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Sgt. Keith Gautreaux joined the Vilseck Warrior Transition Unit after sustaining a serious spinal injury while serving in Iraq with 1st Battalion, 155th Infantry Regiment in 2005. The WTU helped Gautreaux, the unit's first soldier declared fit for duty, trade a rucksack for a computer.
Sgt. Keith Gautreaux joined the Vilseck Warrior Transition Unit after sustaining a serious spinal injury while serving in Iraq with 1st Battalion, 155th Infantry Regiment in 2005. The WTU helped Gautreaux, the unit's first soldier declared fit for duty, trade a rucksack for a computer. (Seth Robson / S&S)

GRAFENWÖHR, Germany — A program that started last year to help heal injured soldiers is bearing fruit, with warrior transition units worldwide starting to declare personnel assigned to them “fit for duty.”

“The (WTU) process takes about six months, so we are just starting to see fit-for-duty status,” Bavaria Medical Command public affairs officer Anne Torphy said Friday.

At WTUs, established at Army bases all over the world last year, injured soldiers can get help with rehabilitation, retraining or medical discharge from the Army. In February, 242 soldiers were assigned to WTUs throughout Europe, and an additional 204 were having their cases reviewed for acceptance, according to the Europe Regional Medical Command.

The first soldier declared fit for duty by the Vilseck WTU was Sgt. Keith Gautreaux, who joined the unit after sustaining a serious spinal injury while serving in Iraq with 1st Battalion, 155th Infantry Regiment in 2005.

“I expected to be medically discharged from the Army,” said the 38-year-old Westwego, La., native, whose rehabilitation involved two surgeries and a change of military occupational specialty from infantryman to automated logistics specialist.

Gautreaux, a veteran of Somalia and Iraq, doesn’t like to talk about the incident that damaged his spine.

“It wasn’t on a top-secret mission or anything, but I just don’t want to talk about it,” he said, but added that the injury left him with a shattered vertebra pushing on his spinal cord, partially paralyzing his left arm.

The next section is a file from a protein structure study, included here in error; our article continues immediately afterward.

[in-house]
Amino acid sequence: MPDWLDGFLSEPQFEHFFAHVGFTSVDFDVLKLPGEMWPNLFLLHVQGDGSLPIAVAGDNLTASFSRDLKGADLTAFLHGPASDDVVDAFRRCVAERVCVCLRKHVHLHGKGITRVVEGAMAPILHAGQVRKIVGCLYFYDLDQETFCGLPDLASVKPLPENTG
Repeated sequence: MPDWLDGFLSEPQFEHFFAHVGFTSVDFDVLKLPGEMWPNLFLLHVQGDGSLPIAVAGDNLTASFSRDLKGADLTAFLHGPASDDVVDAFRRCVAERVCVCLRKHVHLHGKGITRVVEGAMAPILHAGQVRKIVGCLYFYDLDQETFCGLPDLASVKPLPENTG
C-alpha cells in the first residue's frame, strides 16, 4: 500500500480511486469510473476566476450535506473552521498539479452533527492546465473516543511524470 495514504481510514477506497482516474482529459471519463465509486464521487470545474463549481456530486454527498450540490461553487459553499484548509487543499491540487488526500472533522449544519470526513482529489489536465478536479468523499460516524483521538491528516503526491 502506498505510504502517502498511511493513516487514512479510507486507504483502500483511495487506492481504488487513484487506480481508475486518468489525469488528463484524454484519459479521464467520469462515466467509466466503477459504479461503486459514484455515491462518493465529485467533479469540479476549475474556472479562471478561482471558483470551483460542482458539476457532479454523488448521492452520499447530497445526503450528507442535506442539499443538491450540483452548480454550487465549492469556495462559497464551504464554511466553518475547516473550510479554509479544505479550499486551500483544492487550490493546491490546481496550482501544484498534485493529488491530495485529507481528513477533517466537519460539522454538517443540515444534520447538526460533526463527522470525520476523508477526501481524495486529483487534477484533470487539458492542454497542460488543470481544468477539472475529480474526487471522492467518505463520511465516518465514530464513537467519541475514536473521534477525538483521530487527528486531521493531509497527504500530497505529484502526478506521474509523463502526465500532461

“I couldn’t feel my fingers. I couldn’t hold a coffee mug,” he recalled.

After he was transported to the U.S., surgeons tried to repair his vertebra with bone from a cadaver. His body rejected the bone, and he had a second surgery to remove it and insert bone taken from his hip, he said.

The Army transferred Gautreaux to the 2nd Stryker Cavalry Regiment in Germany in November last year, although he was on a medical profile that meant he could not go to Iraq, where most 2nd Cav soldiers are serving a 15-month tour.

Instead, he joined the Vilseck WTU, where he received help with doctor appointments and school work that helped him change his Military Occupation Specialty. He’s now an automated logistics specialist, working as an assistant operations officer at the 7th Army Non-Commissioned Officers Academy.

Many in WTUs want to stay in and finish their military careers. “[The WTU cadre] want to ensure you get healed and educated and they don’t want to put you out,” said Gautreaux, who has served eight years in the Army and plans to stay in another 12.

He said he’ll miss the camaraderie of the infantry, but that he’s looking forward to new challenges.

“I’m glad I made it through the program, and I’m glad the Army decided to let me finish my career. I think I’ve got more opportunities now than I would have had before. I can still do a lot of the things I used to do. I just can’t wear body armor for a long time or lift heavy things,” he said.

In May, Gautreaux will head back to the U.S. to pursue his new career with a different unit. In the long term, he hopes to become a nurse, he said.

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